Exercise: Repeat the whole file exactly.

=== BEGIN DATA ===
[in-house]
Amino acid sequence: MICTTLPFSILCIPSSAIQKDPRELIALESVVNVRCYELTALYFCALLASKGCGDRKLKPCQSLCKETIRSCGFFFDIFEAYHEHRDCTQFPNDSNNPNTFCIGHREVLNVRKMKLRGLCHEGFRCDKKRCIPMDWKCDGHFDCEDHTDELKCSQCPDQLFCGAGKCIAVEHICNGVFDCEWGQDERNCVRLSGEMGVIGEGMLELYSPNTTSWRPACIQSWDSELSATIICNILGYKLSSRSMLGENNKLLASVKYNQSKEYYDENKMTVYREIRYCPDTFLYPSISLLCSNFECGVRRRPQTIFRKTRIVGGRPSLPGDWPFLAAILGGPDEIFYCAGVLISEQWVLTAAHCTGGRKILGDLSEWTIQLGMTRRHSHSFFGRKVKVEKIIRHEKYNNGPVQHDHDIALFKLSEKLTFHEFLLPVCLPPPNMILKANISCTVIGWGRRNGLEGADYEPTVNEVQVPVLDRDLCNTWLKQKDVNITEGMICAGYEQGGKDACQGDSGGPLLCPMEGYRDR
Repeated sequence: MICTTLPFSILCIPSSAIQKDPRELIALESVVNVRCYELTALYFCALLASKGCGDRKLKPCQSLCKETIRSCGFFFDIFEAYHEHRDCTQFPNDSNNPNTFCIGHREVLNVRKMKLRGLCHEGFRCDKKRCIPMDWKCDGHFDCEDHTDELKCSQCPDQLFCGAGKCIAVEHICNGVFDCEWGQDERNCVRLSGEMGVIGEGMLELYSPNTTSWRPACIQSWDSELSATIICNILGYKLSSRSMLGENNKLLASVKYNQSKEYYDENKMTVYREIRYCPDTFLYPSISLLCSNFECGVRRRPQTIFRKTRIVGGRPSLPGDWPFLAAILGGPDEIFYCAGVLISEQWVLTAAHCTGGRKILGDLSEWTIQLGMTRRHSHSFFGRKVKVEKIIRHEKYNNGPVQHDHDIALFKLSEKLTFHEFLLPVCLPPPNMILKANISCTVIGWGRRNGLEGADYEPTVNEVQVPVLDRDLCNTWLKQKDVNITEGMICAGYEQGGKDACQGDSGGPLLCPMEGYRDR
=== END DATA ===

[in-house]
Amino acid sequence: MICTTLPFSILCIPSSAIQKDPRELIALESVVNVRCYELTALYFCALLASKGCGDRKLKPCQSLCKETIRSCGFFFDIFEAYHEHRDCTQFPNDSNNPNTFCIGHREVLNVRKMKLRGLCHEGFRCDKKRCIPMDWKCDGHFDCEDHTDELKCSQCPDQLFCGAGKCIAVEHICNGVFDCEWGQDERNCVRLSGEMGVIGEGMLELYSPNTTSWRPACIQSWDSELSATIICNILGYKLSSRSMLGENNKLLASVKYNQSKEYYDENKMTVYREIRYCPDTFLYPSISLLCSNFECGVRRRPQTIFRKTRIVGGRPSLPGDWPFLAAILGGPDEIFYCAGVLISEQWVLTAAHCTGGRKILGDLSEWTIQLGMTRRHSHSFFGRKVKVEKIIRHEKYNNGPVQHDHDIALFKLSEKLTFHEFLLPVCLPPPNMILKANISCTVIGWGRRNGLEGADYEPTVNEVQVPVLDRDLCNTWLKQKDVNITEGMICAGYEQGGKDACQGDSGGPLLCPMEGYRDR
Repeated sequence: MICTTLPFSILCIPSSAIQKDPRELIALESVVNVRCYELTALYFCALLASKGCGDRKLKPCQSLCKETIRSCGFFFDIFEAYHEHRDCTQFPNDSNNPNTFCIGHREVLNVRKMKLRGLCHEGFRCDKKRCIPMDWKCDGHFDCEDHTDELKCSQCPDQLFCGAGKCIAVEHICNGVFDCEWGQDERNCVRLSGEMGVIGEGMLELYSPNTTSWRPACIQSWDSELSATIICNILGYKLSSRSMLGENNKLLASVKYNQSKEYYDENKMTVYREIRYCPDTFLYPSISLLCSNFECGVRRRPQTIFRKTRIVGGRPSLPGDWPFLAAILGGPDEIFYCAGVLISEQWVLTAAHCTGGRKILGDLSEWTIQLGMTRRHSHSFFGRKVKVEKIIRHEKYNNGPVQHDHDIALFKLSEKLTFHEFLLPVCLPPPNMILKANISCTVIGWGRRNGLEGADYEPTVNEVQVPVLDRDLCNTWLKQKDVNITEGMICAGYEQGGKDACQGDSGGPLLCPMEGYRDR